• You must be over 18 years old
  • You’ll need to use the property as your primary place of residence for 6 continuous months within 12 months of settlement, purchase or construction
  • No applicant can have owned a residential property in Australia before 1 July 2000
  • No applicant can have owned a residential property in Australia after 1 July 2000, if you’ve occupied it for 6 months or longer
  • The contract to buy or construct must have been signed after July 2000
  • The total value of the home cannot exceed the cap (which varies between states)

How does this look in the real world?

Let’s say you’re in Victoria and you signed a contract on the 1st July 2013. If you’re building a home valued up to $750,000 and you’re building or buying in the suburbs, bam! You get $10,000.

If your house is in regional Victoria you get $20,000.

You can try the State Revenue of Victoria’s FHOG eligibility tester to find out more details.

Simple right?

Well sort of. There are a few pitfalls to be wary of.

  • Don’t assume your lender will inform you of your eligibility or otherwise for the grant – do your own research. It’s also highly recommended you enlist the help of a solicitor at some point.
  • You won’t receive the FHOG as a direct payment – it’s only available on settlement, or when the slab is laid if you’re building, and will be directed to the builder or other involved parties, so don’t expect to be able to spend it where you please.
  • If you are buying with a partner/spouse then neither of you can have received a FHOG before (even in another state).
  • The date you sign the form must be after the date on your contract of sale or building contract. Sounds simple, but there are times when being too organised will come back to haunt you!
  • Be careful if you’re buying off the plan. If your house is eventually valued at more than the FHOG cutoff then you’ll miss out

And that’s another problem. While Queensland and the Northern Territory are very generous indeed, other states are not so forthcoming. In addition, the cutoff rates for purchase price are fairly low for some of the more expensive cities like Melbourne and Sydney where the median house price is between $900,000 and $1 million+

There’s a fascinating/depressing tool by CoreLogic called Mapping the Market if you’d like to see just how far outside either of these cities you’d have to move to utilise the FHOG right now.

The laws and rules in regards to the FHOG and how it relates to stamp duty do make the grant difficult for many FHBs to understand, but I always think more information is better than too little. Just take your time, and take advantage of anyone you can ask for advice.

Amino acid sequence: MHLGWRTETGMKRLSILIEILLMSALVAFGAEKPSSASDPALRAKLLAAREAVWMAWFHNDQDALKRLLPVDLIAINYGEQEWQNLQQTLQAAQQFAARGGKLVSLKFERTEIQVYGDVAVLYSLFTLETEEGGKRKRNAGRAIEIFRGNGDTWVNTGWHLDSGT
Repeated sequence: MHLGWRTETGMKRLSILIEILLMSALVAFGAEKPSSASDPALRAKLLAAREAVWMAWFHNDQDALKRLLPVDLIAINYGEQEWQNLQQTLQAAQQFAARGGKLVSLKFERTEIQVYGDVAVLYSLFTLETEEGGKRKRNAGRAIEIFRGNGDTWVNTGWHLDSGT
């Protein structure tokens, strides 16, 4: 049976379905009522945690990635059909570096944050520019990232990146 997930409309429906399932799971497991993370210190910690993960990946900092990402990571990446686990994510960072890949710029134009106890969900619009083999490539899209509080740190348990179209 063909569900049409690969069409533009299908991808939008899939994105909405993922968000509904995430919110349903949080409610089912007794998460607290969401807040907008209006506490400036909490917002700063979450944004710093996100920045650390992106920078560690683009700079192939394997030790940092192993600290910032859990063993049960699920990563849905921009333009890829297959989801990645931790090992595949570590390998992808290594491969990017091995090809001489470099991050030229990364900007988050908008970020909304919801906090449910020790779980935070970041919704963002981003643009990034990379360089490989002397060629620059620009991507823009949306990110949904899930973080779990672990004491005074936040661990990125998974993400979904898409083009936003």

How do I apply for the First Home Owner’s Grant?

You can either lodge the application yourself through your state/territory authority


Ask your home loan provider to lodge the application for you.

Perhaps your particular set of circumstances don’t quite fit within the guidelines. You might be an owner builder (which in some states may reduce your grant, or cut you off from duty exemptions), or you may have applied for the FHOG before but never actually followed through with it and are not sure if you’re still eligible.

With any sticky questions it really is best to try contacting the revenue office in your state directly for the most up to date information.

For example, I was wondering whether a relocatable home or cabin would be considered a “new build”.

(source: Atlas House Removers)

I emailed the State Revenue Office of Victoria through the link at their FHOG website and got a very helpful answer within 24 hours.

(For those who are wondering, the answer was yes, a relocatable home is treated the same way as any other home).

Or if you’re interested in putting together all the documentation and paperwork you might need, try this exhaustive list from the Home Loan Experts website. They also have links to revenue offices and application forms for every Australian state.

It would be a lot simpler if there were one rule only Australia wide, but unfortunately a lot of the funding for First Home Buyers is at a state level. This means the rules rely on elections and therefore the policies can change regularly.

Queensland even notes this on their revenue website, as state elections are coming up in July 2018. So when in doubt go straight to the source for your answers.

With that caveat out of the way, I still believe the grant is quite attainable and it’s well worth investing some time in applying for it. After all, it’s anything up to $30,000 you’re talking about here – not including duty exemptions. That’s worth a little research, don’t you think?